Informal Miners Take to Streets to Pressure Government

Informal miners took to the streets this week across Peru to pressure the government to extend a deadline for regulating their activities.

Today for the second day in Lima, helmet-wearing miners marched to Congress, blocking traffic on one of downtown’s main streets. In the southern highlands of Juliaca, some 2,000 miners also marched through the streets, while in the coastal town of Chala as well as Yauca and a section of Majes, in Arequipa region, some 15,000 miners blocked several sections of the important Panamericana Sur highway.

The marches, which have been planned for weeks, are to protest the government’s policies for regulating their activities and to demand an extension of the April 19 deadline to become incorporated into the legal system. The government is taking several actions against the miners, who are evading taxes and are also blamed for causing serious environmental contamination in the Amazon, corrupting government officials, and giving rise to human trafficking, forced labor and underage prostitution.

Although an important number of miners are involved in illegal gold mining —which brings in more revenue than the drug trade — on the rivers in the Amazon basin in Madre de Dios and in the high, barren altiplano of Puno, laundering millions of dollars in gold profits, there are also hundreds of small informal mines throughout the country where prospectors do not meet even the most minimal personal safety and environmental protection standards.

The government’s actions against the miners include recent police operations to blow up machinery that is being used illegally, as the April deadline approaches to register with the government. The miners say they want the deadline postponed, as well as a new legal framework to regulate their work.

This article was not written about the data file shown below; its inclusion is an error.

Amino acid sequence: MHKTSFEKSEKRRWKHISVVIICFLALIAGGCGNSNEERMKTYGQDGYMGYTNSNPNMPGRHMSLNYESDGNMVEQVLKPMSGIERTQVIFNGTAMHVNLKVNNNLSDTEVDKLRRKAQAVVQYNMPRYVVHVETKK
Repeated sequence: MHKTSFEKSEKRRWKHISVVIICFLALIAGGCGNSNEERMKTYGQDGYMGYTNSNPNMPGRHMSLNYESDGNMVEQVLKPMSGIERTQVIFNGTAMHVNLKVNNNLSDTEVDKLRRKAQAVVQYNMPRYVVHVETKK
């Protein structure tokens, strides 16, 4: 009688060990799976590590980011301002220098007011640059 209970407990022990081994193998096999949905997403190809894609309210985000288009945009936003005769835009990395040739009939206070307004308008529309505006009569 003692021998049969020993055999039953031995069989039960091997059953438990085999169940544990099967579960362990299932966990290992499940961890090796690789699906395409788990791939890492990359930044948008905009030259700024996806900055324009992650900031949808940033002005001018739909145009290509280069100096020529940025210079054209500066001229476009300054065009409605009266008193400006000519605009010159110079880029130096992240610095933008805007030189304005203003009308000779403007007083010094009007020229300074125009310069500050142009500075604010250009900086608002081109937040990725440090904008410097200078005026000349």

On Thursday, informal mining leader Teodulo Medina said that he met with the president of Congress, Fredy Otarola, who agreed to work with the miners on their demands. Otarola is a senior lawmaker in President Ollanta Humala’s Gana Peru party.

“Those [two] topics are the most important and they are going to work on them going forward with Mr. Otarola,” said Medina in comments to RPP Noticias.

It is still unclear if that agreement will include an extension to the April deadline. Mining commissioner Daniel Urresti said prior to the announcement of the meeting with Otarola that the executive would not extend the deadline.

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  1. Need to NOT do the usual Peruvian Government “discussion forever” act….and get on it now.

    I have seen firsthand the terrible water pollution caused by these ‘artisanal’ miners…..mercury, phosphate and other pollutants dumped upstream from villages…poisoning the water supply.

    Also, these chemicals leach into the ground water from dumped and buried waste at these ‘mine’ sites.

    THEN, the local villagers blame some LEGAL, ENVIRONMENTALLY CONSCIOUS, REGISTERED, TAXPAYING mining operation for the pollution …and attack the mining company’s property and personnel.

  2. GOLD is easily taken from the earth with heavy-duty machinery in fact it is fun so why not regulate activity and record it.

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